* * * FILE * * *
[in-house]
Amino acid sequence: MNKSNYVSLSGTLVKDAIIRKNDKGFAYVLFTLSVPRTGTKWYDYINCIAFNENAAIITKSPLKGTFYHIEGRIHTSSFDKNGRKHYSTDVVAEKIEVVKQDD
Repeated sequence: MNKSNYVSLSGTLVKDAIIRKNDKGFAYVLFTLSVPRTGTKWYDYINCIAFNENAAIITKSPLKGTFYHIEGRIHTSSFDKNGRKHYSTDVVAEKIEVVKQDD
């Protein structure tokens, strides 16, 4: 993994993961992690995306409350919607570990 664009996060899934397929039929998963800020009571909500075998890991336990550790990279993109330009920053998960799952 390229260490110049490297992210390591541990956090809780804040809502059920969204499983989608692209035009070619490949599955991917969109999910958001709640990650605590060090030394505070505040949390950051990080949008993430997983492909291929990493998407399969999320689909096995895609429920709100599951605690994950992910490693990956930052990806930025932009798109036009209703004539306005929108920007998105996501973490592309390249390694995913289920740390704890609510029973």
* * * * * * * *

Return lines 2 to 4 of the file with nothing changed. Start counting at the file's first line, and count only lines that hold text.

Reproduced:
Amino acid sequence: MNKSNYVSLSGTLVKDAIIRKNDKGFAYVLFTLSVPRTGTKWYDYINCIAFNENAAIITKSPLKGTFYHIEGRIHTSSFDKNGRKHYSTDVVAEKIEVVKQDD
Repeated sequence: MNKSNYVSLSGTLVKDAIIRKNDKGFAYVLFTLSVPRTGTKWYDYINCIAFNENAAIITKSPLKGTFYHIEGRIHTSSFDKNGRKHYSTDVVAEKIEVVKQDD
């Protein structure tokens, strides 16, 4: 993994993961992690995306409350919607570990 664009996060899934397929039929998963800020009571909500075998890991336990550790990279993109330009920053998960799952 390229260490110049490297992210390591541990956090809780804040809502059920969204499983989608692209035009070619490949599955991917969109999910958001709640990650605590060090030394505070505040949390950051990080949008993430997983492909291929990493998407399969999320689909096995895609429920709100599951605690994950992910490693990956930052990806930025932009798109036009209703004539306005929108920007998105996501973490592309390249390694995913289920740390704890609510029973």